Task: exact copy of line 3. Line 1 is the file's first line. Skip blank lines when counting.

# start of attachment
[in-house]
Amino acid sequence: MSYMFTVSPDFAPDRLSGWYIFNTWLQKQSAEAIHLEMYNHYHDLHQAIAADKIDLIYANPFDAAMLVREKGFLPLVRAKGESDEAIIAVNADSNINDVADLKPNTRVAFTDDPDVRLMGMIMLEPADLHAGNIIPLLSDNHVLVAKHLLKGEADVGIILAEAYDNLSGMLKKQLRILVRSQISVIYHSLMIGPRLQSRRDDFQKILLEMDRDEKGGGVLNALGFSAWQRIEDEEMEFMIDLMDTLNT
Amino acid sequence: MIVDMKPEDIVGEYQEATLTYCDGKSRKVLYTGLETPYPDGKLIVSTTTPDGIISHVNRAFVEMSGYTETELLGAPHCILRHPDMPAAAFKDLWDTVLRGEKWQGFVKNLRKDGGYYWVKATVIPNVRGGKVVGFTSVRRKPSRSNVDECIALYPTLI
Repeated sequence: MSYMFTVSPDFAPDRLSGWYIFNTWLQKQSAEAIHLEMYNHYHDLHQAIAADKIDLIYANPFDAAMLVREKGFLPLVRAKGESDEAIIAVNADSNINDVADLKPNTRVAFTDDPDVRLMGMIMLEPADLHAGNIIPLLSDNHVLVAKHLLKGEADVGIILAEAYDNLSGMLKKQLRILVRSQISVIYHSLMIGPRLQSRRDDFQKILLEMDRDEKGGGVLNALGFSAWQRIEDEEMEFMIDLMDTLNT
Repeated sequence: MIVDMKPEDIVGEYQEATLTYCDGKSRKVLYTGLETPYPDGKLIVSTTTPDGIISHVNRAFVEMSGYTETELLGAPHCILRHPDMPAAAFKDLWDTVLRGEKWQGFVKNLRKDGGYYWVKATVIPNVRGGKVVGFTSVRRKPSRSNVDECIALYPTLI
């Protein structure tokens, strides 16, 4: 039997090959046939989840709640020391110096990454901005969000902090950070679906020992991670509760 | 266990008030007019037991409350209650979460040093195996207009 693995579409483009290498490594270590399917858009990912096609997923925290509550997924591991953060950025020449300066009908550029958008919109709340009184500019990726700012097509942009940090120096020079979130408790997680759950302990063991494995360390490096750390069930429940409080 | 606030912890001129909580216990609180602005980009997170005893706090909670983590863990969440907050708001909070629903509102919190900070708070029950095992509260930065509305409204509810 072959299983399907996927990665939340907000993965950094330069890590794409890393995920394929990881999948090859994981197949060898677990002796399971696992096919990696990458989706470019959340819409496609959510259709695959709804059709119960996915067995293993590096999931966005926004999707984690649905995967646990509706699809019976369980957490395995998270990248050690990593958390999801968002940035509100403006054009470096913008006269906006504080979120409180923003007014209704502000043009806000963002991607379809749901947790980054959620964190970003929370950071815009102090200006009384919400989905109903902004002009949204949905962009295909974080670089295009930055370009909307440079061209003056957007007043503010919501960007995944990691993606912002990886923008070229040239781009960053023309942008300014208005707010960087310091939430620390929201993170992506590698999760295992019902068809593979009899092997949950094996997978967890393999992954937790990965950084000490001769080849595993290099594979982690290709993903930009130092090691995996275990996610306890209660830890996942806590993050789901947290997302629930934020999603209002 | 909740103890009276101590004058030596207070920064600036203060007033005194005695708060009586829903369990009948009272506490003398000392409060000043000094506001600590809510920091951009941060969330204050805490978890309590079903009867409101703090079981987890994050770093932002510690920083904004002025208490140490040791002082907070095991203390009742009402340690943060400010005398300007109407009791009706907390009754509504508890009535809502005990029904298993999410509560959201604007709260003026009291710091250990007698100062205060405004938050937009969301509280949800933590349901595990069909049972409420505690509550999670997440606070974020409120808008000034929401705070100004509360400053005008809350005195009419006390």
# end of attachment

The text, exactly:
Amino acid sequence: MIVDMKPEDIVGEYQEATLTYCDGKSRKVLYTGLETPYPDGKLIVSTTTPDGIISHVNRAFVEMSGYTETELLGAPHCILRHPDMPAAAFKDLWDTVLRGEKWQGFVKNLRKDGGYYWVKATVIPNVRGGKVVGFTSVRRKPSRSNVDECIALYPTLI